Garlicky Herby Lamb Shoulder with Roasting Pan Potatoes

This is a delightful summery recipe for when you want to cook a shoulder of lamb quickly. Perfect for a Sunday roast of small dinner party, it makes the meat really flavoursome, and the cooked herbs provide a lovely garnish to the dish.

This is also a great one pot dish, as the potatoes cook underneath the lamb. You could even add extra vegetables, such as carrots, parsnips, or swede to make a complete meal.

The cooking times I give result in a medium-rare (more medium), if you like your lamb well done just add an extra 10 minutes per lb/450g.


Lamb shoulder – 1.5 kg (suitable for 3-4 people)

Potatoes – 2-3 medium sized per person (peeled and cut into 3 thick slices)

Butter – 2oz/60g (softened)

Garlic – 4 cloves (minced of finely diced)

Fresh mint leaves – 2 tablespoons (chopped)

Fresh Flat leaf parsley – 2 tablespoons (chopped)

Seasoning – Italian seasoning, salt and pepper

Equipment: bowl, spoon, knife, roasting tin with trivet and lid


  1. Place the potatoes in the bottom of the roasting tin, add enough water to cover the bottom, and put the trivet on top.
  2. Put the butter in the bowl, and soften with the spoon.
  3. Add the garlic, fresh herbs, and salt and pepper. Mix well.
  4. Make a long, deep incision in the middle of the lamb shoulder, and stuff the herby butter into it.
  5. Season the bottom of the lamb with Italian seasoning and pepper, and the skin side with salt and pepper.
  6. Place skin-side up on the trivet. Cover with the lid or tin foil and Roast in a preheated (200°C/Fan 180°C/Gas 6) oven for 30 minutes.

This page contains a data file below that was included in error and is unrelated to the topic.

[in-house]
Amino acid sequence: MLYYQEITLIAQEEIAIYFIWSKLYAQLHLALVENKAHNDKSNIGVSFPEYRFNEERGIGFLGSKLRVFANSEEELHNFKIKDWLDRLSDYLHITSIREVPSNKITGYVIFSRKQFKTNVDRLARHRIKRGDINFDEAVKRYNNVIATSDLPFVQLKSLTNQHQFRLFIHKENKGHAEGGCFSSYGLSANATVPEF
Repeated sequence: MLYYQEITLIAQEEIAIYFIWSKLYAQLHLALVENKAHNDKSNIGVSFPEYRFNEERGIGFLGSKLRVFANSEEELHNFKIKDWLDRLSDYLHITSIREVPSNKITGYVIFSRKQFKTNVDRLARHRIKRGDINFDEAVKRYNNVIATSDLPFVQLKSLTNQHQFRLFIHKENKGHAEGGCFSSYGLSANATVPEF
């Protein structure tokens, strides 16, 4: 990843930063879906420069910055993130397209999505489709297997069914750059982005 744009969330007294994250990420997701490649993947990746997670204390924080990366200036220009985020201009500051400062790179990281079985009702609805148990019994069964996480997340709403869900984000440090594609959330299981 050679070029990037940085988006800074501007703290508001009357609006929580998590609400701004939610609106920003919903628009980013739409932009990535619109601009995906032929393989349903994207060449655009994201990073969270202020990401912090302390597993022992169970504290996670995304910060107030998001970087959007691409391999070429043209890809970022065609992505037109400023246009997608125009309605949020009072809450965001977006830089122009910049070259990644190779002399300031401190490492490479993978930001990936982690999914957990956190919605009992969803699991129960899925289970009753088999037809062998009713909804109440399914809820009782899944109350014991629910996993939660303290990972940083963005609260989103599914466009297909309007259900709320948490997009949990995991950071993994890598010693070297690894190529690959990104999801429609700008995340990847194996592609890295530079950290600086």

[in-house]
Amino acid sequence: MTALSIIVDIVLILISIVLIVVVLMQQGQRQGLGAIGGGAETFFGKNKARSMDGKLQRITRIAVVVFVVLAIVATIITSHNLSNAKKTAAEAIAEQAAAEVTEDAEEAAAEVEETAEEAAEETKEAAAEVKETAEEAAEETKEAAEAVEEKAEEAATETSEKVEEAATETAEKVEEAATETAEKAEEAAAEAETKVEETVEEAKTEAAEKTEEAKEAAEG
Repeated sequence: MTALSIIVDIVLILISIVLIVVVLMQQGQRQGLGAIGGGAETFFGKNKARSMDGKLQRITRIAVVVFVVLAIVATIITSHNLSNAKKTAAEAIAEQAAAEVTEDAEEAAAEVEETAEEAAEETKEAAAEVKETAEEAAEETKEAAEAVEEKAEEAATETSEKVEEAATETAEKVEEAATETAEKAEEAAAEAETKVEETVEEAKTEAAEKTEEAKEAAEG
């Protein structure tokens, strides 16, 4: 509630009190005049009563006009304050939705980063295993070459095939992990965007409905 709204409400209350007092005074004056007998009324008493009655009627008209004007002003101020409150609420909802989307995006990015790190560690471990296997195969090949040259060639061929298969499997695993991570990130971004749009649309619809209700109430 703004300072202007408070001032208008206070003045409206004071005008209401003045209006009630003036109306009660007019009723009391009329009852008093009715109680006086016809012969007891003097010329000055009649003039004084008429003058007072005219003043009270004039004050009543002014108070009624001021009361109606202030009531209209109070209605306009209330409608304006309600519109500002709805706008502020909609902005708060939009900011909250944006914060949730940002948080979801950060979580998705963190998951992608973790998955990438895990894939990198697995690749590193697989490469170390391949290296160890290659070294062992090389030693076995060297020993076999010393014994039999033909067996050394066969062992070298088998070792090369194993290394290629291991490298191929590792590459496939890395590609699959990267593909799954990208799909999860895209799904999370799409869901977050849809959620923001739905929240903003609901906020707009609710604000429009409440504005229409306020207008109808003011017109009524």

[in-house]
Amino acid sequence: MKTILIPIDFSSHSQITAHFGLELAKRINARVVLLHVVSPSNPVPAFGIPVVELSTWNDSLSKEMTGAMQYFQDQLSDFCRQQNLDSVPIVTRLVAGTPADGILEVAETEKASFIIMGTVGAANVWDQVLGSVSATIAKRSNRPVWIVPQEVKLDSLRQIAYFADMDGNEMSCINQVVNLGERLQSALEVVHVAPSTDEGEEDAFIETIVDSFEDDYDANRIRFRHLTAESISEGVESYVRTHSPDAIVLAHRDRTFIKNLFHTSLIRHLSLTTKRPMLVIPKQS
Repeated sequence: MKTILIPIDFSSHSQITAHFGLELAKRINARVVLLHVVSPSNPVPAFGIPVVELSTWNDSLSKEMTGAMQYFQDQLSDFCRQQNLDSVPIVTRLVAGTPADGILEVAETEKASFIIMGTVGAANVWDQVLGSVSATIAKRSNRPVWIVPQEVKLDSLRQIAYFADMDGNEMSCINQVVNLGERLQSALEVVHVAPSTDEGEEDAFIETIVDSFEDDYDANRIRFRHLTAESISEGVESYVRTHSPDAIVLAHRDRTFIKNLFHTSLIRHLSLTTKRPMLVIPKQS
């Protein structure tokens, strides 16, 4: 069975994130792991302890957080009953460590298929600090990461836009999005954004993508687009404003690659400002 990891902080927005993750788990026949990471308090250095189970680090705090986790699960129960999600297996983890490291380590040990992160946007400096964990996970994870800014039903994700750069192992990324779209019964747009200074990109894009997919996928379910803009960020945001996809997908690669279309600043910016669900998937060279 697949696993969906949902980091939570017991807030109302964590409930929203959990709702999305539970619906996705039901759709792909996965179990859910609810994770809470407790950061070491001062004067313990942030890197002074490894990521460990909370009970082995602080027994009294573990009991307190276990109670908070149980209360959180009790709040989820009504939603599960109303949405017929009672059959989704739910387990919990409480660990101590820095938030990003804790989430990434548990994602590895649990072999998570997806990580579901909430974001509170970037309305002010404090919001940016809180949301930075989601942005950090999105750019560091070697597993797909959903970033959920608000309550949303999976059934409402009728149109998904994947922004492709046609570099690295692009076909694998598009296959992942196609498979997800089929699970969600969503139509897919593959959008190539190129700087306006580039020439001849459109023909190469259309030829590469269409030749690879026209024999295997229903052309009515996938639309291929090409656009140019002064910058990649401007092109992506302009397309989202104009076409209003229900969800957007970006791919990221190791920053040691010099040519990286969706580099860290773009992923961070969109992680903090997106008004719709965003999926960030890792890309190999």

7. Turn the oven down to 180°C/Fan 160°C/Gas 4 and cook the lamb for another 20 minutes per lb/450g, removing the lid and turning the potatoes over 30 minutes before the end of the cooking time.
  8. Leave the lamb to rest for 10 minutes before carving.
  9. While the meat is resting and being carved put the potatoes back in the oven at 200°C/Fan 180°C/Gas 6 to crisp up a bit.

6 comments on “Garlicky Herby Lamb Shoulder with Roasting Pan Potatoes

  1. What is the advantage to using the rack? I’ve never elevated my dinner roast like that. I’m curious.

    • Well one of the reasons is we just have always seemed to use one in our family.

      I have cooked roasts without, and I just don’t think the air circulates around the meat well enough, meaning things take longer to cook.

      Now for the sciency bit! When meat directly touches the pan it cooks by the conduction of heat through the metal, as well as convection from the air in the oven. I find that this makes the bottom cook quicker, and can lead it to be overdone or tough. If I have to cook without a trivet I usually turn the meat halfway through cooking.

      It also allows the fat to drain away from the meat and means fatty joints don’t stew in their own juices.

  2. […] and drying out. I couldn’t not use the trivet, especially with a beef joint (see comments on my Garlicky Herby Lamb Shoulder for why I think it’s best to roast on a trivet/rack, but basically it’s so the meat cooks […]

  3. […] Garlicky Herby Lamb Shoulder with Roasting Pan Potatoes […]

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